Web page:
CAQDAS/QDA software makes it easy to keep all the different stages of your coding process together, and also create new topics by splitting and emerging existing codes. While the procedure will vary a little across the different qualitative analysis packages, the basics are very similar, so I’ll give a quick example of how you might do this in Quirkos.
Not a lot of people know this, but you can create a new Quirk/topic in Quirkos by dropping a section of text directly onto the create new bubble button, so this is a good way to create a lot of themes on the fly (as with in vivo coding). Just name these according to the in vivo phrase, and make sure that you highlight the whole section of relevant text for coding, so that you can easily see the context and what they are talking about.
Once you have done a full (or partial) reading and coding of your qualitative data, you can work with these codes in several ways. Perhaps the easiest is to create a umbrella (or parent) code (like shock) to which you can make relevant in vivo codes subcategories, just by dragging and dropping them onto the top node. Now, when you double click on the main node, you will see quotes from all the in vivo subcategories in one place.
It’s also possible to use the Levels feature in Quirkos to group your codes: this is especially useful when you might want to put an in vivo code into more than one higher level group. For example, the ‘hit by a bus’ code might belong in ‘shock’ but also a separate category called ‘metaphors’. You can create levels from the Quirk Properties dialogue of any Quirk, assign codes to one or more of these levels, and explore them using the query view. See this blog post for more on how to use levels in Quirkos.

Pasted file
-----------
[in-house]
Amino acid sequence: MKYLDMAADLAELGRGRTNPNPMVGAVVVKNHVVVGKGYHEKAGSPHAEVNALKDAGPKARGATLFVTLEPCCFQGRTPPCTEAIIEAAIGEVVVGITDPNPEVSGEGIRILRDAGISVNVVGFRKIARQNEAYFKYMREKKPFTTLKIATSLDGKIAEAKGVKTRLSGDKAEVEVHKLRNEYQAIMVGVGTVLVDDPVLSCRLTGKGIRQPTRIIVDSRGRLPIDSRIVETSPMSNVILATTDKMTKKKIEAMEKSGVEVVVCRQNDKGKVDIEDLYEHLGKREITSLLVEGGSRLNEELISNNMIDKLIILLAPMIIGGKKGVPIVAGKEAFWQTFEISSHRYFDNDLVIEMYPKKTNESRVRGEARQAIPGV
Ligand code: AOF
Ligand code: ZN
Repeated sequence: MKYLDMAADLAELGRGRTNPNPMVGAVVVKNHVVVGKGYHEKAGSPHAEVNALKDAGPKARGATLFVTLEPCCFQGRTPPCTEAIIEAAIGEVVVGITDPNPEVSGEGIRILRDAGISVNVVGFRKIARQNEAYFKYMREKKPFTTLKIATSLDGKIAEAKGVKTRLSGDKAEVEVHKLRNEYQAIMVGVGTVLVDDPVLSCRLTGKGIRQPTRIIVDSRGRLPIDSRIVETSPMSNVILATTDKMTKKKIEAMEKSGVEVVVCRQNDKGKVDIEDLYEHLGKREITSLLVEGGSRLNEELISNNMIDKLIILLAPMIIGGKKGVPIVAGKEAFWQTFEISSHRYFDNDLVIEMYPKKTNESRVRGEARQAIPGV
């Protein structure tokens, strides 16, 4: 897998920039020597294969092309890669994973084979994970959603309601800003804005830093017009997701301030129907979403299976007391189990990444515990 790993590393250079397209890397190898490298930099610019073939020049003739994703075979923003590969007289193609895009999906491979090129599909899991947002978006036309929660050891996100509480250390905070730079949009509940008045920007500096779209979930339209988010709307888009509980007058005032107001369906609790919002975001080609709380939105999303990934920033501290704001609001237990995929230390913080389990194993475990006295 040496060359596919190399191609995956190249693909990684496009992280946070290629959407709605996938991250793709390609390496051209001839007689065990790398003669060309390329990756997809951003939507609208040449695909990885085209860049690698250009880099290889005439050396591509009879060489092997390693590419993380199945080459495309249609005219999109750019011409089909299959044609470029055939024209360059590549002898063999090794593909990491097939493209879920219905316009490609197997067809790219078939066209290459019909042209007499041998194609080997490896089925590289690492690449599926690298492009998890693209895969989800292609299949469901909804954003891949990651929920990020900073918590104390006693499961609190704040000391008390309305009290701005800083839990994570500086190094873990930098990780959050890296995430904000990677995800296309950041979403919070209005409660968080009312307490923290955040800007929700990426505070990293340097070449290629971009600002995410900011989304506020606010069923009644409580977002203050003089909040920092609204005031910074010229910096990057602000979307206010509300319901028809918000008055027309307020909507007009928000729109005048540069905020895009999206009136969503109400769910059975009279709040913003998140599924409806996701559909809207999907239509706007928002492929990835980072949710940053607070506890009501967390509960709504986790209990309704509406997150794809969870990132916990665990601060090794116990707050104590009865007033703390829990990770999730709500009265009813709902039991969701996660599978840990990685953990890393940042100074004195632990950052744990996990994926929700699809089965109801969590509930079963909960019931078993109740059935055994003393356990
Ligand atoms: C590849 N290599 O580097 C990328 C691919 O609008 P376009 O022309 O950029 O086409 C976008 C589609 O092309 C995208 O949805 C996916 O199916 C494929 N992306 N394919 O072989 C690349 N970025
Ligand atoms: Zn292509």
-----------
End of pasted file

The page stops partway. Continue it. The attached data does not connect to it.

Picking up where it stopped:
It’s also possible to save a snapshot of your project at any point, and then actually merge codes together to keep them all under the same Quirk. You will loose most of the original in vivo codes this way (which is why the other options are usually better) but if you find yourself just dealing with too many codes, or want to create a neat report based on a few key concepts this can be a good way to go. Just right click on the Quirks you want to keep, and select ‘Merge Quirk with...’ to choose another topic to be absorbed into it. Don’t forget all actions in Quirkos have Undo and Redo options!
We have a video tutorial on using in vivo coding, and using the new memo features in Quirkos to make this easier:
We don’t have an example dataset coded using in vivo quotes, but if you look at some of the sources from our Scottish Independence research project, you will see some great comments about politics and politicians that leap out of the page and would work great for in vivo coding. So why not try it out, and give in vivo coding a whirl with the free trial of Quirkos: affordable, flexible qualitative software that makes coding all these different approaches a breeze!